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Analytical Cellular Pathology
Volume 2014, Article ID 317635, 2 pages
Meeting Abstract

Quantification Accuracy of Liver Fibrosis by In Vivo Elastography and Digital Image Analysis of Liver Biopsy Histochemistry

1Department of Pathology, Forensic Medicine and Pharmacology, Faculty of Medicine, Vilnius University, 21 M. K. Ciurlionio Street, LT-03101 Vilnius, Lithuania
2Université de Caen, Esplanade de la Paix, 14032 Caen, France
3Centre of Hepatology, Gastroenterology and Dietetics, Vilnius University Hospital Santariskiu Clinics, 2 Santariskiu Street, LT-08661 Vilnius, Lithuania
4Clinic of Gastroenterology, Nephrourology and Surgery, Medical Faculty, Vilnius University, 2 Santariskiu Street, LT-08661 Vilnius, Lithuania

Received 2 September 2014; Accepted 2 September 2014

Copyright © 2014 Justinas Besusparis et al. This is an open access article distributed under the Creative Commons Attribution License, which permits unrestricted use, distribution, and reproduction in any medium, provided the original work is properly cited.


Chronic hepatitis C is a rapidly spreading infection and continues to be leading cause of chronic liver disease. Liver fibrosis staging is essential in management on these patients. The accurate assessment of hepatic fibrosis plays an important role for determining treatment, screening strategies, and prognosis. The aim of this study was to evaluate accuracy of noninvasive transient elastography and three digital image analysis tools, for measuring the extent of fibrosis in human liver biopsies, based on the biopsy fibrosis reference data obtained by stereological point counting method.


Liver biopsy cores from 68 patients diagnosed with viral hepatitis C were used in this study. Total liver fibrosis was evaluated by transient elastography, digital image analysis on Masson’s trichrome (MAS), and Picro-Sirius Red (PCR) stained tissue specimens, using Leica/Aperio Colocalization, Genie image analysis software, and a home-made principal component analysis algorithm (PCA). Stereology grid count (20 out of 68 digital slides) and pathologist’s visual score using METAVIR grading system were performed. Stereological estimation of the volume fraction of fibrosis was taken as a reference. All methods were compared, using correlation, linear regression analysis, and ANOVA test.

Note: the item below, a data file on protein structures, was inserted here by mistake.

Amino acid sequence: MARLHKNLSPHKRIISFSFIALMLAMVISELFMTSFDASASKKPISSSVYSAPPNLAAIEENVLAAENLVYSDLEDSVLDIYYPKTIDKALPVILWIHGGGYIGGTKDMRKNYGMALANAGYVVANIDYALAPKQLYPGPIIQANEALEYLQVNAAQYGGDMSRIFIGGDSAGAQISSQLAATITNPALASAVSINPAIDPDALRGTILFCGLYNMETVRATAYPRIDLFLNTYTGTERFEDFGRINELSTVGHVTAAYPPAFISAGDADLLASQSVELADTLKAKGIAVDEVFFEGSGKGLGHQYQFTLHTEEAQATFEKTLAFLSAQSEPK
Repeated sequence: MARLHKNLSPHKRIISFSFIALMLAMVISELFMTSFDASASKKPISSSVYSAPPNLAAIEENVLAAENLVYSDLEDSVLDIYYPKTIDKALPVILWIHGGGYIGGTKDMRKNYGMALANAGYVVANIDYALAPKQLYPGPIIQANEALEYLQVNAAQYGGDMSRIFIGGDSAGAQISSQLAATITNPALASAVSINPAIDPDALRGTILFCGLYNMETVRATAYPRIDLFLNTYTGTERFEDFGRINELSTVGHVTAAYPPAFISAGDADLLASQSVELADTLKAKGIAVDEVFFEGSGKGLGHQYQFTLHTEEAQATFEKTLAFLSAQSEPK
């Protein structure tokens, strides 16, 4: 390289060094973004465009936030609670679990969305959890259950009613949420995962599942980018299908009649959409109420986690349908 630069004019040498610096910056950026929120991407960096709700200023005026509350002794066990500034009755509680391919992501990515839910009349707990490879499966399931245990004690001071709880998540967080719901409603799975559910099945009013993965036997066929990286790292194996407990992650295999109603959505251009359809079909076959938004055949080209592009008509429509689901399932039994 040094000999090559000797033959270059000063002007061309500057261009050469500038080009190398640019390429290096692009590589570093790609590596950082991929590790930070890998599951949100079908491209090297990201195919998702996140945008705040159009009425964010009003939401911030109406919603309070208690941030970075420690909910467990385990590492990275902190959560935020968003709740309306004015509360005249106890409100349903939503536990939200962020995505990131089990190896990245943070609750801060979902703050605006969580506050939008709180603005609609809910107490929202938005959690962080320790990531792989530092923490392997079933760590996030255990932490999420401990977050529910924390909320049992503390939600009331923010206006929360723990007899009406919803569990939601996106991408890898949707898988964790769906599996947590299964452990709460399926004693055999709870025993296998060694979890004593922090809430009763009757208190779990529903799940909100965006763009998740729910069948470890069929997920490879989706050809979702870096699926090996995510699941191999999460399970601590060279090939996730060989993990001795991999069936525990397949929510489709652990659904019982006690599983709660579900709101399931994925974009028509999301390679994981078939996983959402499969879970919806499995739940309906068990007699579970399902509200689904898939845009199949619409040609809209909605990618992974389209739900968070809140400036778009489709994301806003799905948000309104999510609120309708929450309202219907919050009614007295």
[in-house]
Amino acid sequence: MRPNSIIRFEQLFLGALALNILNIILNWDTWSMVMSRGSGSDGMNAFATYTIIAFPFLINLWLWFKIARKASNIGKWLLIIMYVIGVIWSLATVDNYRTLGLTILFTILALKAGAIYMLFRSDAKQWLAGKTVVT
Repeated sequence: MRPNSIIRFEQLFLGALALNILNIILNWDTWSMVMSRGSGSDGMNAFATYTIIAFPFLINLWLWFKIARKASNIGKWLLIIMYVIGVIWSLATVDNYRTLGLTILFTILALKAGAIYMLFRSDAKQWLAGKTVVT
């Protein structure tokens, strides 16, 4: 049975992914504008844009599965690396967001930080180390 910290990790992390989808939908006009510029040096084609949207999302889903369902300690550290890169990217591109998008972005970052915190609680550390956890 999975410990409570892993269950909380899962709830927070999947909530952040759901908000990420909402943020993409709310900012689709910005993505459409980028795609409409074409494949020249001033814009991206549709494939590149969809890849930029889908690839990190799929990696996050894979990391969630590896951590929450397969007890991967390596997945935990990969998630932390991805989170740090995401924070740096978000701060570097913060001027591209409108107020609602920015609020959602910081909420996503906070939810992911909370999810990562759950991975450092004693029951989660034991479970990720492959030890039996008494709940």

The volume fractions of fibrosis obtained by PCR Colocalization () were closest to the reference value of PCR estimated by stereology () while other methods indicated underestimation. The PCR stereology values correlated strongly with the values obtained using the Colocalization (, ) and Genie (, ) software. Single linear regression analysis demonstrated some advantage of the PCR Genie analysis over the PCR Colocalization, transient elastography, and PCA. In log-transformed measurements for -square 0.96 the slope was 0.925 for PCR Genie versus -square 0.91 with a slope of 0.986 for PCR Colocalization, -square 0.76 with a slope of 0.42 for PCA, and -square 0.35 with a slope of 0.917 for elastography. ANOVA revealed statistically significant differences of PCR Colocalization and PCR Genie results between METAVIR II, III, and IV groups, including pairwise comparisons, except for I versus II groups.


Digital analysis methods applied to Picro-Sirius Red histochemical staining of biopsy material revealed almost perfect correlation with criterion standard obtained by stereology point counting and outperformed Masson’s trichrome staining and transient elastography. PCR Genie algorithm could be the method of choice with a slight underestimation bias, which is considered acceptable for both clinical and research purposes.